Untitled (Separate Yourself From the Animals), 2013. By Justin Nissley.
Guest post by Justin Nissley (2001 Scholastic Awards winner) whose art is currently being shown in a group exhibition at the Taubman Museum of Art until January 25. Justin received his BFA in Studio Art at Virginia Tech, and now resides and works in New York City. He was also a part of our first artist-and-residency program, the Atelier, in the fall/winter of 2011.
New York City is a great place for an artist to live. There is so much to see and do, and artists can visit many local galleries to get their finger on the pulse of what is happening in the art world. I think going to look at art is one of the most important things an artist can do, other than creating it.
My art for the past 7 years has been figurative, and mostly painting portraits. I’m drawn to the face because I’m constantly surrounded by people, and each person is fascinating in his or her own way. Recently, I started doing charcoal drawings of people in gas masks. Read More
(Photo Credit: Academy of American Poets).
As autumn swept across New York City, the 2013 Class of National Student Poets prepared to leave their hometowns for the Big Apple. Home of Walt Whitman and cobble stone streets. Home of Brownstones and Marianne Moore. The National Student Poets read more poems. They matched the names of poets they have loved and known on paper with their headshots; ready to recognize them in person and spot them out of the crowd. “Poet! I implore you!” They decided what to pack (slacks? jeans?). They wondered if they could even squeeze in a Broadway Show or extra slice of New York pizza into their trip. They filmed the incredible “Poets in the Park” on a crisp, beautiful morning in Central Park. And what brought them to this great and literary metropolis? All five attended – and took part in – the Academy of American Poets’ Poets Forum from October 24 – October 26, 2013. Read More
After attending the incredible Academy of American Poets’ Poets Forum, the five National Student Poets filmed and edited their own short film in Central Park entitled, Poets in the Park. Check it out!
The President’s Committee on the Arts and the Humanities, the Institute of Museum and Library Services, and the Alliance for Young Artists & Writers partner to present the National Student Poets Program (NSPP), the country’s highest honor for youth poets presenting original work. Five outstanding high school poets whose work exhibits exceptional creativity, dedication to craft, and promise are selected annually for a year of service as national poetry ambassadors.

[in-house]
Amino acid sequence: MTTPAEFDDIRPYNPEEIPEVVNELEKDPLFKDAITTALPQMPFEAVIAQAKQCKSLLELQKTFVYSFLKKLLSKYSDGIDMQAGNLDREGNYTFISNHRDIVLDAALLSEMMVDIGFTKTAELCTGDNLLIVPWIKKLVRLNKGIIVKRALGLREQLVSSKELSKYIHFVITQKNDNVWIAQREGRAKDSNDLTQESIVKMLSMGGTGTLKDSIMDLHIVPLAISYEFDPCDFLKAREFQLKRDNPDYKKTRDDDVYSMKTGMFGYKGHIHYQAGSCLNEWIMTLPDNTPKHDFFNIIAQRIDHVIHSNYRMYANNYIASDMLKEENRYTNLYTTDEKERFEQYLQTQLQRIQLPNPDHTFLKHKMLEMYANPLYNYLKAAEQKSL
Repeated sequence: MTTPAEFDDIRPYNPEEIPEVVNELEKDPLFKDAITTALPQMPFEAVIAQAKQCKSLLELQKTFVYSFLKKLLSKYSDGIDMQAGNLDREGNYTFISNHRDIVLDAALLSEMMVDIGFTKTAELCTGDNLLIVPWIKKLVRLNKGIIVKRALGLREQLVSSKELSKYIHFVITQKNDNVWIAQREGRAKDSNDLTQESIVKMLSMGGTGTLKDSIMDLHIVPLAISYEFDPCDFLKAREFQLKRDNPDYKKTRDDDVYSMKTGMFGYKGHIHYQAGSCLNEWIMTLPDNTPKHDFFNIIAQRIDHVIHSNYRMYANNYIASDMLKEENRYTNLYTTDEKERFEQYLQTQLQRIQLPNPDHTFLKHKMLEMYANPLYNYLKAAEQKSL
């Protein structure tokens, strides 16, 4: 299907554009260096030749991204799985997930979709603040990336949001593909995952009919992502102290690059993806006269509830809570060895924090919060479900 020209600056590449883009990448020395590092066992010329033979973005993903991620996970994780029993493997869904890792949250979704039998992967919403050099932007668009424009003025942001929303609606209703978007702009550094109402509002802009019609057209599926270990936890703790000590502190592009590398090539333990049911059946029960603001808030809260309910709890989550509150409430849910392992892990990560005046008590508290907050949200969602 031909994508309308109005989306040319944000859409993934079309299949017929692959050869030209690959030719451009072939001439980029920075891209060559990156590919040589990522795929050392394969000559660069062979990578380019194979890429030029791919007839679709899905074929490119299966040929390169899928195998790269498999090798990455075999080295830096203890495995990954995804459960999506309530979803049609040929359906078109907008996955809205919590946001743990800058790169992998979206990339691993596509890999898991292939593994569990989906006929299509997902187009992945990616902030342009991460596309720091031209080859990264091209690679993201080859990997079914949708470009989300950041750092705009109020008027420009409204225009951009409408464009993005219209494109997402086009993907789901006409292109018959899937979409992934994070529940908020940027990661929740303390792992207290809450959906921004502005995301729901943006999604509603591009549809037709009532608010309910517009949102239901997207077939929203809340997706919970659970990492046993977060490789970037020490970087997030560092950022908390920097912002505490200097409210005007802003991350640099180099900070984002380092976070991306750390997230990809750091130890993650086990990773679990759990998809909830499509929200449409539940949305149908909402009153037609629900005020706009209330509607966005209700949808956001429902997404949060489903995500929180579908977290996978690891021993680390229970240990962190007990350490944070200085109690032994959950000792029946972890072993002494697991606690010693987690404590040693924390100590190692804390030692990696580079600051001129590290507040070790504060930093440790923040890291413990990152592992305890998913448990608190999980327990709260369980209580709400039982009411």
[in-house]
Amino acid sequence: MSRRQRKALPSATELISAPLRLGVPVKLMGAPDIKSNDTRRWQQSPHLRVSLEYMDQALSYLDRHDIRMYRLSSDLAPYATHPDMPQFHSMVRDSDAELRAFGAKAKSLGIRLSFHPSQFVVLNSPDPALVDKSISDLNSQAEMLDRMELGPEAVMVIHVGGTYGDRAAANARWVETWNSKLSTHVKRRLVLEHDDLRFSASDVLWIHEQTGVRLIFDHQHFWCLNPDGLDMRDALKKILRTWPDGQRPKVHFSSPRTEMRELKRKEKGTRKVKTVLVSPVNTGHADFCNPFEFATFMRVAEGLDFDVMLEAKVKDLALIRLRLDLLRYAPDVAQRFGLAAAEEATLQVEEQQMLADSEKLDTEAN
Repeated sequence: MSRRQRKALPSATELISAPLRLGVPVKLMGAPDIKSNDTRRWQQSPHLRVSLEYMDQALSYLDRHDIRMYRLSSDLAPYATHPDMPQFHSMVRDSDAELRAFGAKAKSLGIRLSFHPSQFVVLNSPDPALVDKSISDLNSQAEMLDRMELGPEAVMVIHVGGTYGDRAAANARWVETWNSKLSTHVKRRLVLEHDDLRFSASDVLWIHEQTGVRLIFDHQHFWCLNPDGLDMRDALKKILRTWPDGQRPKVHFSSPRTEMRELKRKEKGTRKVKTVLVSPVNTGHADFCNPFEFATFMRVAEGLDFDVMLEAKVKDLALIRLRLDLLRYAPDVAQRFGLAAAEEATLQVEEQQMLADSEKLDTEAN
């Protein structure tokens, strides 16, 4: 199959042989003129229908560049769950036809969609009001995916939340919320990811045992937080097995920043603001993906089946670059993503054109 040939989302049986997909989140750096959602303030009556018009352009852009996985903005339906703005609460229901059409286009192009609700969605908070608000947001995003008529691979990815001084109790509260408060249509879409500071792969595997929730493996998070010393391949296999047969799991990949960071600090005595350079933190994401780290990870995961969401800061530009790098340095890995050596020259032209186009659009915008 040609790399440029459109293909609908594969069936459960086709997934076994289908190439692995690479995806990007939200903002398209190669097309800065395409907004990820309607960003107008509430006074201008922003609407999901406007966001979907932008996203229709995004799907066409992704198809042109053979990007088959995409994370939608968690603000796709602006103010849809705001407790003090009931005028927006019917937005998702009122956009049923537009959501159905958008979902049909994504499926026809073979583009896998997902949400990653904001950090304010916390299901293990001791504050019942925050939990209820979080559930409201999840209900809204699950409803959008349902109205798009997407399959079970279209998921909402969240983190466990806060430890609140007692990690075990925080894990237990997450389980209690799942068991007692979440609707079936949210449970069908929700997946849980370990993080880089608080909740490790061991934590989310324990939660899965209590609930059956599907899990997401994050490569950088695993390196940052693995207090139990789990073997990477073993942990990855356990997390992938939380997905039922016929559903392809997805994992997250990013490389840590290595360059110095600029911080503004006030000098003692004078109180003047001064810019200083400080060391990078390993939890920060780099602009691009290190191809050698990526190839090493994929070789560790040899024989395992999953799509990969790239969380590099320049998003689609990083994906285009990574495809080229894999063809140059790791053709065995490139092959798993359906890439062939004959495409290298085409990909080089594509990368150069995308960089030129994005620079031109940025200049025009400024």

Guest post by National Student Poets Program (NSPP) Coordinator, Jeanette Anderson
Growing up in New York City, I remember reading poems on the subway and bus rides to my school located on the outskirts of Manhattan Beach. I braced for the winter winds to whip the water around the school’s steps. I carried Adrienne Rich. I carried Kenneth Koch (especially his great love poem “To Marina”):
Every detail is everything in its place (Aristotle). Literature is a cup
And we are the malted. The time is a glass. A June bug comes
And a carpenter spits on a plane, the flowers ruffle ear rings.
I am so dumb-looking. And you are so beautiful.
This weekend and nearly a decade later, I found myself on the subway with the 2013 National Student Poets. Read More
Guest post by Timothy H. Lee (2006-08 Scholastic Awards winner) on his inspiring journey to becoming an artist and his experience in our first Art.Write.Now.Pop-Up! flash residency in the Scholastic flagship store’s main display window from September 29 – October 4
It’s been 3 weeks since my residency at the Scholastic building storefront ended, and I find myself finally transitioning back into a private studio practice. I was surprised at how difficult it was to transition from working in front of hundreds of people a day, to spending quiet nights painting alone. Although my residency only lasted a week, my experience there was one that had a profound impact on my life: not because I met Nick Cannon, or was interviewed by Hi-Fructose, or even because of the opportunities I received as result of my exposure (though I will not lie and say those weren’t amazing perks). The Art.Write.Now.Pop-Up! served as a confirmation that becoming an artist was the right decision. Read More
On October 3rd, we partied like it was 2013—The Best Teen Writing of 2013, to be specific! Our book launch party for the newest edition of our annual anthology of Award-winning writing featured guest host, WNYC Radio host Brian Lehrer, who interviewed Loretta López, 2010 Portfolio Gold Medalist and the book’s Editor. Here’s a brief excerpt:
In your introduction you write about the role of technology today and our quick access to information. Can you speak more about that?
A lot of our experiences right now are very passive, about just watching. What I love about this book is that every writer in this book took the time to sit down, face themselves and pay attention; be frustrated in the process of writing and I like that.
Did you find frustration in the writing process? You told me you are writing a novel. What is your approach to writing?
I realized a while ago that if you just wait for inspiration to hit you you’re going to wait a long time. I write every day for at least two hours– I force myself and set my alarm. Then I go out and see people, return and dive back into a fantastical world I’m creating. Read More